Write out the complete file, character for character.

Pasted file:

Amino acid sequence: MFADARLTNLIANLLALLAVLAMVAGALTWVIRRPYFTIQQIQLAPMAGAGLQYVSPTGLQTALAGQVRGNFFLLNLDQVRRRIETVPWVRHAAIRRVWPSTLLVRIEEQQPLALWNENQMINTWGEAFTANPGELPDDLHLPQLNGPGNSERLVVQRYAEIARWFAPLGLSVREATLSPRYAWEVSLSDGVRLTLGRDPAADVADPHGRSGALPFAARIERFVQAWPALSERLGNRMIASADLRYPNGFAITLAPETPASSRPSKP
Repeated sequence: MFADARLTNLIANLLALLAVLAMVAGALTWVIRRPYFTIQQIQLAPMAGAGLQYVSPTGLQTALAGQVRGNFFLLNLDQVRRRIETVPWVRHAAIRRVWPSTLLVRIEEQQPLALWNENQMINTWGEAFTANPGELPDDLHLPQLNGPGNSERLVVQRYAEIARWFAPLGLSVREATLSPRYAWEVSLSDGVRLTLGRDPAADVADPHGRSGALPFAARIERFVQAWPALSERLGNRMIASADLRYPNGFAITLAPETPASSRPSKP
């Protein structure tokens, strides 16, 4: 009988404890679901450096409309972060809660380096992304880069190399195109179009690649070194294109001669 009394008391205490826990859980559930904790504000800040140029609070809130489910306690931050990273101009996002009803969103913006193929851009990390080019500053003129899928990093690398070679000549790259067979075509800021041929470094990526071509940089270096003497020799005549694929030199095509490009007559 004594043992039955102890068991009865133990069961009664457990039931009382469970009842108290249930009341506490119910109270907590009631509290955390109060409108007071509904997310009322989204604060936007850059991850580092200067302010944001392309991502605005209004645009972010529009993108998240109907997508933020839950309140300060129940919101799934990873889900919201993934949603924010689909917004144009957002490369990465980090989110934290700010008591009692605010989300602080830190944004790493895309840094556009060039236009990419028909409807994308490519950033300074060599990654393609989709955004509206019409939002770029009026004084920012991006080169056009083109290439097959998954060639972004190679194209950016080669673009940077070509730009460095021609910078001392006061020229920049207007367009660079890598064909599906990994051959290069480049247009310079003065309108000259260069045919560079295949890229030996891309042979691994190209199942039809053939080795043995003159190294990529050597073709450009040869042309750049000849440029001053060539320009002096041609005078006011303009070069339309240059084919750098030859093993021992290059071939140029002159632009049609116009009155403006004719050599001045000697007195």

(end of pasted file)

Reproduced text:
Amino acid sequence: MFADARLTNLIANLLALLAVLAMVAGALTWVIRRPYFTIQQIQLAPMAGAGLQYVSPTGLQTALAGQVRGNFFLLNLDQVRRRIETVPWVRHAAIRRVWPSTLLVRIEEQQPLALWNENQMINTWGEAFTANPGELPDDLHLPQLNGPGNSERLVVQRYAEIARWFAPLGLSVREATLSPRYAWEVSLSDGVRLTLGRDPAADVADPHGRSGALPFAARIERFVQAWPALSERLGNRMIASADLRYPNGFAITLAPETPASSRPSKP
Repeated sequence: MFADARLTNLIANLLALLAVLAMVAGALTWVIRRPYFTIQQIQLAPMAGAGLQYVSPTGLQTALAGQVRGNFFLLNLDQVRRRIETVPWVRHAAIRRVWPSTLLVRIEEQQPLALWNENQMINTWGEAFTANPGELPDDLHLPQLNGPGNSERLVVQRYAEIARWFAPLGLSVREATLSPRYAWEVSLSDGVRLTLGRDPAADVADPHGRSGALPFAARIERFVQAWPALSERLGNRMIASADLRYPNGFAITLAPETPASSRPSKP
């Protein structure tokens, strides 16, 4: 009988404890679901450096409309972060809660380096992304880069190399195109179009690649070194294109001669 009394008391205490826990859980559930904790504000800040140029609070809130489910306690931050990273101009996002009803969103913006193929851009990390080019500053003129899928990093690398070679000549790259067979075509800021041929470094990526071509940089270096003497020799005549694929030199095509490009007559 004594043992039955102890068991009865133990069961009664457990039931009382469970009842108290249930009341506490119910109270907590009631509290955390109060409108007071509904997310009322989204604060936007850059991850580092200067302010944001392309991502605005209004645009972010529009993108998240109907997508933020839950309140300060129940919101799934990873889900919201993934949603924010689909917004144009957002490369990465980090989110934290700010008591009692605010989300602080830190944004790493895309840094556009060039236009990419028909409807994308490519950033300074060599990654393609989709955004509206019409939002770029009026004084920012991006080169056009083109290439097959998954060639972004190679194209950016080669673009940077070509730009460095021609910078001392006061020229920049207007367009660079890598064909599906990994051959290069480049247009310079003065309108000259260069045919560079295949890229030996891309042979691994190209199942039809053939080795043995003159190294990529050597073709450009040869042309750049000849440029001053060539320009002096041609005078006011303009070069339309240059084919750098030859093993021992290059071939140029002159632009049609116009009155403006004719050599001045000697007195």